Breast-Feeding haves and have-nots

I feel like I had to choose between feeding my baby the best food and earning a living,” said Jennifer Munoz, a former cashier at Resorts Atlantic City Casino.

NYT reports on a new inequality that has been breeding;

“When a new mother returns to Starbucks’ corporate headquarters in Seattle after maternity leave, she learns what is behind the doors mysteriously marked “Lactation Room.”

Whenever she likes, she can slip away from her desk and behind those doors, sit in a plush recliner and behind curtains, and leaf through InStyle magazine as she holds a company-supplied pump to her chest, depositing her breast milk in bottles to be toted home later.

But if the mothers who staff the chain’s counters want to do the same, they must barricade themselves in small restrooms intended for customers, counting the minutes left in their breaks.

“Breast milk is supposed to be the best milk, I read it constantly when I was pregnant,” said Brittany Moore, who works at a Starbucks in Manhattan and feeds her 9-month old daughter formula. “I felt bad, I want the best for my child,” she said. “None of the moms here that I know actually breast-feed.”

Doctors firmly believe that breast milk is something of a magic elixir for babies, sharply reducing the rate of infection, and quite possibly reducing the risk of allergies, obesity, and chronic disease later in life.

But as pressure to breast-feed increases, a two-class system is emerging for working mothers. For those with autonomy in their jobs — generally, well-paid professionals — breast-feeding, and the pumping it requires, is a matter of choice. It is usually an inconvenience, and it may be an embarrassing comedy of manners, involving leaky bottles tucked into briefcases and brown paper bags in the office refrigerator. But for lower-income mothers — including many who work in restaurants, factories, call centers and the military — pumping at work is close to impossible, causing many women to decline to breast-feed at all, and others to quit after a short time…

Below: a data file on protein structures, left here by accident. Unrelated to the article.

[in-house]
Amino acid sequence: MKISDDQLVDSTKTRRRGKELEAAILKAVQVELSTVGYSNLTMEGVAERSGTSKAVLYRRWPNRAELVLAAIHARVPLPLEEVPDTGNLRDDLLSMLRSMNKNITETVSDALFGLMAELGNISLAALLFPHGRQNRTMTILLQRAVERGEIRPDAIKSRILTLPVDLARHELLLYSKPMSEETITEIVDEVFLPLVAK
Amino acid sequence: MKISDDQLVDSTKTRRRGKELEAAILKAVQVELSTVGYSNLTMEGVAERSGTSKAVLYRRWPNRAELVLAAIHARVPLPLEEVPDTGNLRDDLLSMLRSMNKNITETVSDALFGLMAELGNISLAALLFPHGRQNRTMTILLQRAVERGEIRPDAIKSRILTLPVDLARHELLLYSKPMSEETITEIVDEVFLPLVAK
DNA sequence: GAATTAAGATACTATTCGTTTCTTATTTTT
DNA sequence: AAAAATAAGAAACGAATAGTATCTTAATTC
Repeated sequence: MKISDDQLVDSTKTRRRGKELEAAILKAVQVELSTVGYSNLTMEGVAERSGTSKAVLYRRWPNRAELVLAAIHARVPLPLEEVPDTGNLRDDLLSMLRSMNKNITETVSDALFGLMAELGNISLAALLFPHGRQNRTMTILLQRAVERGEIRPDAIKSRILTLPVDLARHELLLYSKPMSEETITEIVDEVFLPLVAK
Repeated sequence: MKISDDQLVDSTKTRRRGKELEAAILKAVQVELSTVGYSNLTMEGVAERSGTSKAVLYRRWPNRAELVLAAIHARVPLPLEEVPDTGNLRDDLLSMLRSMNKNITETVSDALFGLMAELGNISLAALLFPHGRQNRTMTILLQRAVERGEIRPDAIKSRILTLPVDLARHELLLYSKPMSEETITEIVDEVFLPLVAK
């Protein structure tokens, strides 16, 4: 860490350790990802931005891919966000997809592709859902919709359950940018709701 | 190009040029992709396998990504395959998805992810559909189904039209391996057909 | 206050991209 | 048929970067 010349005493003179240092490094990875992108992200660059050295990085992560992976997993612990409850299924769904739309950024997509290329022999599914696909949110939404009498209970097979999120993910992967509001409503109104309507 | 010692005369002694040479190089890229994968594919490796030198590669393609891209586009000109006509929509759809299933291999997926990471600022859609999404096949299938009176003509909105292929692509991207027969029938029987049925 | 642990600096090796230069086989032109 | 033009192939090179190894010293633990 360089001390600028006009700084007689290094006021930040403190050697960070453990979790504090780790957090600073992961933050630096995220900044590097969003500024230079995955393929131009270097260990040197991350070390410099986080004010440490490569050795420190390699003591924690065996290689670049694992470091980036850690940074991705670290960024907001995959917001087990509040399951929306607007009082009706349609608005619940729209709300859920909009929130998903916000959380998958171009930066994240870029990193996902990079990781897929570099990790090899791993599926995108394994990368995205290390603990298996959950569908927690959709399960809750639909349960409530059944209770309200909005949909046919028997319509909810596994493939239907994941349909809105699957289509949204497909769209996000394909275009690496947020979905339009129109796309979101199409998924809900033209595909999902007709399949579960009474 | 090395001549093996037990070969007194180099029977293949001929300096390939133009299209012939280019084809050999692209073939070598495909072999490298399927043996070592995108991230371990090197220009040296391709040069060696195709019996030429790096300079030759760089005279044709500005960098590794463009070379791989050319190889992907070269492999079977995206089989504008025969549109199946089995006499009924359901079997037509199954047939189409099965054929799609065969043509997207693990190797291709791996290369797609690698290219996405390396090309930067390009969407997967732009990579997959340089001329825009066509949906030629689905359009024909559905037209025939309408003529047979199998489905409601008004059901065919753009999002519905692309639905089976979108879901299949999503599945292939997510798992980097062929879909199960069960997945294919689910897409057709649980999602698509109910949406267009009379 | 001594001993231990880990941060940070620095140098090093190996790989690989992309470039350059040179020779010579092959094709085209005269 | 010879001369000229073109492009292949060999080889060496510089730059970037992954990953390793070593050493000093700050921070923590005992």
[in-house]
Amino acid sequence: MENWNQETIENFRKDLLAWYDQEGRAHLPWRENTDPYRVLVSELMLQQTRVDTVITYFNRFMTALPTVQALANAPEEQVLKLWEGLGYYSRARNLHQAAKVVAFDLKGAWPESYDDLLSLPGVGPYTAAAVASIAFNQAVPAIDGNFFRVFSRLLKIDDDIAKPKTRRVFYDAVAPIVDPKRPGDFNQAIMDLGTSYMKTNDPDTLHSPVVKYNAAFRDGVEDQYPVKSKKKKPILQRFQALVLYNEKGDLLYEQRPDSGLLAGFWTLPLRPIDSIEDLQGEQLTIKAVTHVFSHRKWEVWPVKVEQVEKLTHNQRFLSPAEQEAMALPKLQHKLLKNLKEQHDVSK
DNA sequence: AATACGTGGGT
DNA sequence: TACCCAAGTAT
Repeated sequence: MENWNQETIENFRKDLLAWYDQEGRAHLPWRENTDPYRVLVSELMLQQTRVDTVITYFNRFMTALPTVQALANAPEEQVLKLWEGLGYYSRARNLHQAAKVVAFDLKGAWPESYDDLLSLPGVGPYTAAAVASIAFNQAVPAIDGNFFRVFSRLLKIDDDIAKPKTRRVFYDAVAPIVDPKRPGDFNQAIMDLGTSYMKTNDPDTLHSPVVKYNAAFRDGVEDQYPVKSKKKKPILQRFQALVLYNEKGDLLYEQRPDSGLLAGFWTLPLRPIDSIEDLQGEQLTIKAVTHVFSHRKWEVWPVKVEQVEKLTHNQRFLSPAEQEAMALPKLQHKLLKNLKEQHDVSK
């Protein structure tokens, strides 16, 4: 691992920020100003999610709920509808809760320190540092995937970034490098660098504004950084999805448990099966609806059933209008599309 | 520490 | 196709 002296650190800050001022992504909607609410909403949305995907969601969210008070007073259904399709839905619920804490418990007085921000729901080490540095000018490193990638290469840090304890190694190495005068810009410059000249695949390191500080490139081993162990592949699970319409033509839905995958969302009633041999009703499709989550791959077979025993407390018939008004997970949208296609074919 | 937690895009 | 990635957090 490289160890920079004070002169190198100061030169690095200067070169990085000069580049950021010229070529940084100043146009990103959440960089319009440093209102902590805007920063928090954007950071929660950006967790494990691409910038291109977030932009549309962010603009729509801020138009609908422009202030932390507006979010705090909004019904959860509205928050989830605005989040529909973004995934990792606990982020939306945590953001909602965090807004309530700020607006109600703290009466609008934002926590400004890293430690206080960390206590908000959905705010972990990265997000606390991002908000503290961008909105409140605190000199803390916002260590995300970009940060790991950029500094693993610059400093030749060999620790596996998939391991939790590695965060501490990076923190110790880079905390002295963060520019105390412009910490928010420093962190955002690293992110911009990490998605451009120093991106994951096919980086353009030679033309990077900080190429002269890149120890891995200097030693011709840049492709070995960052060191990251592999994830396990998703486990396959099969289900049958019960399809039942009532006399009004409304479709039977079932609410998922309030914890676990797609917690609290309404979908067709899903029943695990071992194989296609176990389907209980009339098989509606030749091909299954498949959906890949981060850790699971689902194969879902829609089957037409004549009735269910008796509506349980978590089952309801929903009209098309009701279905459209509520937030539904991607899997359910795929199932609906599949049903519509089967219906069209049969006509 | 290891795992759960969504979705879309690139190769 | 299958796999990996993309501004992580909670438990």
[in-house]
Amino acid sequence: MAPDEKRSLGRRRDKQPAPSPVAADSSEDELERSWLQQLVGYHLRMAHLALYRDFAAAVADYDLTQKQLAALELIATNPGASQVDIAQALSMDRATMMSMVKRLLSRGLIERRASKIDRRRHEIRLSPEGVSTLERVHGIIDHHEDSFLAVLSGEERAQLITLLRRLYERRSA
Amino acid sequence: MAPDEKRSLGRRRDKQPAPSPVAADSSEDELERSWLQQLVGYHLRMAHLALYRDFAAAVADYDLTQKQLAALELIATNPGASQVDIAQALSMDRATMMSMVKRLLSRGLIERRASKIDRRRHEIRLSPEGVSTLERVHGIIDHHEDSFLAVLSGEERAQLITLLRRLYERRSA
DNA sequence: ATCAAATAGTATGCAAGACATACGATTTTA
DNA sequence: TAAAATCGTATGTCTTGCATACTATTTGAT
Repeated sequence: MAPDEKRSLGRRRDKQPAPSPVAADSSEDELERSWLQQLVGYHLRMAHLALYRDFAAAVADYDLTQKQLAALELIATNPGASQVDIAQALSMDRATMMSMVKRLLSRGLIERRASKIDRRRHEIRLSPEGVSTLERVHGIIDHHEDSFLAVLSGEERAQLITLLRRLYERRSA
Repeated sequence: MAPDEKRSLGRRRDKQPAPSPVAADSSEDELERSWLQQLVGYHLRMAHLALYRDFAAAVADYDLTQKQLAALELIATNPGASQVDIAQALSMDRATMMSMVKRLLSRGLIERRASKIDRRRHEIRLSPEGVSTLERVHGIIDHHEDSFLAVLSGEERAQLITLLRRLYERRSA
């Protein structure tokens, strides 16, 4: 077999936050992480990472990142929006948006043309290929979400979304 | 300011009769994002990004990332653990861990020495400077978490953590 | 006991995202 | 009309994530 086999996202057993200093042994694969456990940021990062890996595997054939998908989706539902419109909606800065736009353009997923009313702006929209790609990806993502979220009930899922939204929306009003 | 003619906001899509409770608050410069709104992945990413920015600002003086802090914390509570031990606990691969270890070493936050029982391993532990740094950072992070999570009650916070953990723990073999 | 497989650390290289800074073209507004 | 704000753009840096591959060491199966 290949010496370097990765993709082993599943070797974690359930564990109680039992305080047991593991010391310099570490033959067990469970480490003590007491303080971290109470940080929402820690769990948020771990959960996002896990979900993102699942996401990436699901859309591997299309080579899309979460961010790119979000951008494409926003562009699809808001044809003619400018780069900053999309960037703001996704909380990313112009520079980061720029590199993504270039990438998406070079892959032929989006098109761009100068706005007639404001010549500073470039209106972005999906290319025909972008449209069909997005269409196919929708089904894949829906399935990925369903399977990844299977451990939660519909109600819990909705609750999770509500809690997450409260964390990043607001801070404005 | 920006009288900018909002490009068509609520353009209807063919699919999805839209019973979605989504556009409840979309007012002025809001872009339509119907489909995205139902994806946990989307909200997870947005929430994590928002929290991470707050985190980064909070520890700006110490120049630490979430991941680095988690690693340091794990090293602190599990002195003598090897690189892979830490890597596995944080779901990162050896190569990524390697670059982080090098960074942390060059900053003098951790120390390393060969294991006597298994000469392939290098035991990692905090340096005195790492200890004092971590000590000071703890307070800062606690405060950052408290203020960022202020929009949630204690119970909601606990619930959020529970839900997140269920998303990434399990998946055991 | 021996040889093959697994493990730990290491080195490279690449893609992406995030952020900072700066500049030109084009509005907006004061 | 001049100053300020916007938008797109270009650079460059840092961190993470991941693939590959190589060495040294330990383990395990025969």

In corporate America, lactation support can be a highly touted benefit, consisting of free or subsidized breast pumps, access to lactation consultants, and special rooms with telephones and Internet connections for employees who want to work as they pump, and CD players and reading material for those who do not. According to the nonprofit Families and Work Institute, a third of large corporations have lactation rooms…

…73 percent of mothers now breast-feed their newborns, according to the Centers for Disease Control and Prevention. But after six months, the number falls to 53 percent of college graduates, and 29 percent of mothers whose formal education ended with high school. In a study of Oklahoma mothers who declined to breast-feed, nearly a third named work as the primary reason…”

Related;
States promote nursing, protect moms
The Case for Breastfeeding
Breastfeeding Legislation in the U.S.
Grey Market in Breast Milk

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This page contains a single entry by Paul published on September 1, 2006 12:58 PM.

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